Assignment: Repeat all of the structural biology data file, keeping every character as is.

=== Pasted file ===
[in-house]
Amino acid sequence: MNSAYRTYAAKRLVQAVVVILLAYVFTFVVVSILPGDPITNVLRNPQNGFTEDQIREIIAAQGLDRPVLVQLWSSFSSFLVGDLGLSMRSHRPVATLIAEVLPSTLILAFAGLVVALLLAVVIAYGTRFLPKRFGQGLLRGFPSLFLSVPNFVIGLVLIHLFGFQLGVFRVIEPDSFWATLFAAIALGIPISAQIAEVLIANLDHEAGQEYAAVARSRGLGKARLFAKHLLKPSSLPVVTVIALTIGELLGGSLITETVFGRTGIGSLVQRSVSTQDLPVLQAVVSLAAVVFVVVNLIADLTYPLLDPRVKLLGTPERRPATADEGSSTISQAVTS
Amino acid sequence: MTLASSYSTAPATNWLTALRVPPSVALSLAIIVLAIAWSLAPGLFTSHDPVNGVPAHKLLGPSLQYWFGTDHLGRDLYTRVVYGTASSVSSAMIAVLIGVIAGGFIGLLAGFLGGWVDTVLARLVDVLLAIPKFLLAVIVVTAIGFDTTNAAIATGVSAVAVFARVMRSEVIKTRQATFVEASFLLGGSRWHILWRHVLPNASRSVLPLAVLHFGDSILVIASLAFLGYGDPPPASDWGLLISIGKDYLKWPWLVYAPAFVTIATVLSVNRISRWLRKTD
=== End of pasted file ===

[in-house]
Amino acid sequence: MNSAYRTYAAKRLVQAVVVILLAYVFTFVVVSILPGDPITNVLRNPQNGFTEDQIREIIAAQGLDRPVLVQLWSSFSSFLVGDLGLSMRSHRPVATLIAEVLPSTLILAFAGLVVALLLAVVIAYGTRFLPKRFGQGLLRGFPSLFLSVPNFVIGLVLIHLFGFQLGVFRVIEPDSFWATLFAAIALGIPISAQIAEVLIANLDHEAGQEYAAVARSRGLGKARLFAKHLLKPSSLPVVTVIALTIGELLGGSLITETVFGRTGIGSLVQRSVSTQDLPVLQAVVSLAAVVFVVVNLIADLTYPLLDPRVKLLGTPERRPATADEGSSTISQAVTS
Amino acid sequence: MTLASSYSTAPATNWLTALRVPPSVALSLAIIVLAIAWSLAPGLFTSHDPVNGVPAHKLLGPSLQYWFGTDHLGRDLYTRVVYGTASSVSSAMIAVLIGVIAGGFIGLLAGFLGGWVDTVLARLVDVLLAIPKFLLAVIVVTAIGFDTTNAAIATGVSAVAVFARVMRSEVIKTRQATFVEASFLLGGSRWHILWRHVLPNASRSVLPLAVLHFGDSILVIASLAFLGYGDPPPASDWGLLISIGKDYLKWPWLVYAPAFVTIATVLSVNRISRWLRKTD